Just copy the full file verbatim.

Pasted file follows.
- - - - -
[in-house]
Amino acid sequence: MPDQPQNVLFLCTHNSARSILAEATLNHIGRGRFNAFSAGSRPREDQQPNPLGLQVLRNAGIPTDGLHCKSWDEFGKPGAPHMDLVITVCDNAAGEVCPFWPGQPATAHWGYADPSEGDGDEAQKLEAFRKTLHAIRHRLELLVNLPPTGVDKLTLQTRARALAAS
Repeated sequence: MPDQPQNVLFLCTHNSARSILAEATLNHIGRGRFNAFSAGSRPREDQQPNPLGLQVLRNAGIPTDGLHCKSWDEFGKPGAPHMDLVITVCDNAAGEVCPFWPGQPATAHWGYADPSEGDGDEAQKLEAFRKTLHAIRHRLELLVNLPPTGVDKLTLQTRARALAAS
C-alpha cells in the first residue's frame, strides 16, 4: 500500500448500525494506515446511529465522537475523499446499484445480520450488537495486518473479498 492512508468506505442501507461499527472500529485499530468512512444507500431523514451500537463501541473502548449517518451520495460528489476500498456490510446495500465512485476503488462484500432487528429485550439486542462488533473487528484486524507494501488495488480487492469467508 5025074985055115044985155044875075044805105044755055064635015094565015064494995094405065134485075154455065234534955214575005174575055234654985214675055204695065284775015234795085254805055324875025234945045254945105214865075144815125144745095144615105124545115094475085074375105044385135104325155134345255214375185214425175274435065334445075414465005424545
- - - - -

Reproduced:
[in-house]
Amino acid sequence: MPDQPQNVLFLCTHNSARSILAEATLNHIGRGRFNAFSAGSRPREDQQPNPLGLQVLRNAGIPTDGLHCKSWDEFGKPGAPHMDLVITVCDNAAGEVCPFWPGQPATAHWGYADPSEGDGDEAQKLEAFRKTLHAIRHRLELLVNLPPTGVDKLTLQTRARALAAS
Repeated sequence: MPDQPQNVLFLCTHNSARSILAEATLNHIGRGRFNAFSAGSRPREDQQPNPLGLQVLRNAGIPTDGLHCKSWDEFGKPGAPHMDLVITVCDNAAGEVCPFWPGQPATAHWGYADPSEGDGDEAQKLEAFRKTLHAIRHRLELLVNLPPTGVDKLTLQTRARALAAS
C-alpha cells in the first residue's frame, strides 16, 4: 500500500448500525494506515446511529465522537475523499446499484445480520450488537495486518473479498 492512508468506505442501507461499527472500529485499530468512512444507500431523514451500537463501541473502548449517518451520495460528489476500498456490510446495500465512485476503488462484500432487528429485550439486542462488533473487528484486524507494501488495488480487492469467508 5025074985055115044985155044875075044805105044755055064635015094565015064494995094405065134485075154455065234534955214575005174575055234654985214675055204695065284775015234795085254805055324875025234945045254945105214865075144815125144745095144615105124545115094475085074375105044385135104325155134345255214375185214425175274435065334445075414465005424545